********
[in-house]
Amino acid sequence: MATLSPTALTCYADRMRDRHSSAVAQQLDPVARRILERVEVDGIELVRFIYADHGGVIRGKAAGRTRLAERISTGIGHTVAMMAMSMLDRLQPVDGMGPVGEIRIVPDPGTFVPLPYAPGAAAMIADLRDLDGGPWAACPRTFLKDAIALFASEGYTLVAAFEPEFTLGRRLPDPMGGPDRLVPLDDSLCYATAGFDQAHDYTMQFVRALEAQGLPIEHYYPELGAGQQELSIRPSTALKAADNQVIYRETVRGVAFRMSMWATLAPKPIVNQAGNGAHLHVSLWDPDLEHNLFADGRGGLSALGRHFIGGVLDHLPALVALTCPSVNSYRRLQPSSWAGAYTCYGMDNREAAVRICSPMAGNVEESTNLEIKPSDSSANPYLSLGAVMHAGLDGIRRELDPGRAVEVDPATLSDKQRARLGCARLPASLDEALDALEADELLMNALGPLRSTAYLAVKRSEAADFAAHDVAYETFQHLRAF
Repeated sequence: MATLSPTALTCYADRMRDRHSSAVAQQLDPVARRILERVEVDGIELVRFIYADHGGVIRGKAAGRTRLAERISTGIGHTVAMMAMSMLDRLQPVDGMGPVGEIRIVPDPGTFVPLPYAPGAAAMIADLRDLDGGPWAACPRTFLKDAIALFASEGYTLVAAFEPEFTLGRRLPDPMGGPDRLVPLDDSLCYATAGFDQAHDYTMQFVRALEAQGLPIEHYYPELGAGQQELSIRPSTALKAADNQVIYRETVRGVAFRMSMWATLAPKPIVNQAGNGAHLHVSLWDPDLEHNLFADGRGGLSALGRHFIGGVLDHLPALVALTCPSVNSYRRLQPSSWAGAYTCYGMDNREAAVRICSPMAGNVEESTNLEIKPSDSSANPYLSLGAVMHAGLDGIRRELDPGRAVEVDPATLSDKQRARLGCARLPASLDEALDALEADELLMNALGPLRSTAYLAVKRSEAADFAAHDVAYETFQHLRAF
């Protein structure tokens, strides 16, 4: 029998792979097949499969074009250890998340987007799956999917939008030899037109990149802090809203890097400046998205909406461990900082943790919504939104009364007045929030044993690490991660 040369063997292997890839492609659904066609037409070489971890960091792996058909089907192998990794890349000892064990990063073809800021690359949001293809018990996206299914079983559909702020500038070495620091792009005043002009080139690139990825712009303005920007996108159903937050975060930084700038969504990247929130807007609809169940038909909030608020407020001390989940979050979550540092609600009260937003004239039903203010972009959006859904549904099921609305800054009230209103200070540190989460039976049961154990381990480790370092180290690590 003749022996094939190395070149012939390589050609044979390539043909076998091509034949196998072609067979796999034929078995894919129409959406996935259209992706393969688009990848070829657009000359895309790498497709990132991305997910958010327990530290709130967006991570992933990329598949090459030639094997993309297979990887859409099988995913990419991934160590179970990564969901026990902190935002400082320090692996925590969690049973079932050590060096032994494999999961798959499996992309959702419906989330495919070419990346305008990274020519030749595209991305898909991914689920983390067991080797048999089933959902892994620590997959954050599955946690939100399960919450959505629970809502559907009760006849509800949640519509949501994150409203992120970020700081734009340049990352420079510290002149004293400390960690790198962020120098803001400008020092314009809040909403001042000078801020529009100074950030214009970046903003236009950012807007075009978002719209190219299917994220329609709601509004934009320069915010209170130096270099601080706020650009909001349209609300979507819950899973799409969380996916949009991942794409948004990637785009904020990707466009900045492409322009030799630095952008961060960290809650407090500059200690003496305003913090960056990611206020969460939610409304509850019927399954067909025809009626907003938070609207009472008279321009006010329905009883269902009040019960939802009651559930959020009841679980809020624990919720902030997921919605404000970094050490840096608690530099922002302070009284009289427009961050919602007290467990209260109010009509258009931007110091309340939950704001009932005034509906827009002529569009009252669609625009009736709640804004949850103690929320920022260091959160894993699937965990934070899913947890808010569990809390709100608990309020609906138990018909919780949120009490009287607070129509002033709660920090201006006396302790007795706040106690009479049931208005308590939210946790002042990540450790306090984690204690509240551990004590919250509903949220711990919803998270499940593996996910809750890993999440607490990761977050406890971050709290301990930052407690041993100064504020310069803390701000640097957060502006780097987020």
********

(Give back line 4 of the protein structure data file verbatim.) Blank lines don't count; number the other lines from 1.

């Protein structure tokens, strides 16, 4: 029998792979097949499969074009250890998340987007799956999917939008030899037109990149802090809203890097400046998205909406461990900082943790919504939104009364007045929030044993690490991660 040369063997292997890839492609659904066609037409070489971890960091792996058909089907192998990794890349000892064990990063073809800021690359949001293809018990996206299914079983559909702020500038070495620091792009005043002009080139690139990825712009303005920007996108159903937050975060930084700038969504990247929130807007609809169940038909909030608020407020001390989940979050979550540092609600009260937003004239039903203010972009959006859904549904099921609305800054009230209103200070540190989460039976049961154990381990480790370092180290690590 003749022996094939190395070149012939390589050609044979390539043909076998091509034949196998072609067979796999034929078995894919129409959406996935259209992706393969688009990848070829657009000359895309790498497709990132991305997910958010327990530290709130967006991570992933990329598949090459030639094997993309297979990887859409099988995913990419991934160590179970990564969901026990902190935002400082320090692996925590969690049973079932050590060096032994494999999961798959499996992309959702419906989330495919070419990346305008990274020519030749595209991305898909991914689920983390067991080797048999089933959902892994620590997959954050599955946690939100399960919450959505629970809502559907009760006849509800949640519509949501994150409203992120970020700081734009340049990352420079510290002149004293400390960690790198962020120098803001400008020092314009809040909403001042000078801020529009100074950030214009970046903003236009950012807007075009978002719209190219299917994220329609709601509004934009320069915010209170130096270099601080706020650009909001349209609300979507819950899973799409969380996916949009991942794409948004990637785009904020990707466009900045492409322009030799630095952008961060960290809650407090500059200690003496305003913090960056990611206020969460939610409304509850019927399954067909025809009626907003938070609207009472008279321009006010329905009883269902009040019960939802009651559930959020009841679980809020624990919720902030997921919605404000970094050490840096608690530099922002302070009284009289427009961050919602007290467990209260109010009509258009931007110091309340939950704001009932005034509906827009002529569009009252669609625009009736709640804004949850103690929320920022260091959160894993699937965990934070899913947890808010569990809390709100608990309020609906138990018909919780949120009490009287607070129509002033709660920090201006006396302790007795706040106690009479049931208005308590939210946790002042990540450790306090984690204690509240551990004590919250509903949220711990919803998270499940593996996910809750890993999440607490990761977050406890971050709290301990930052407690041993100064504020310069803390701000640097957060502006780097987020």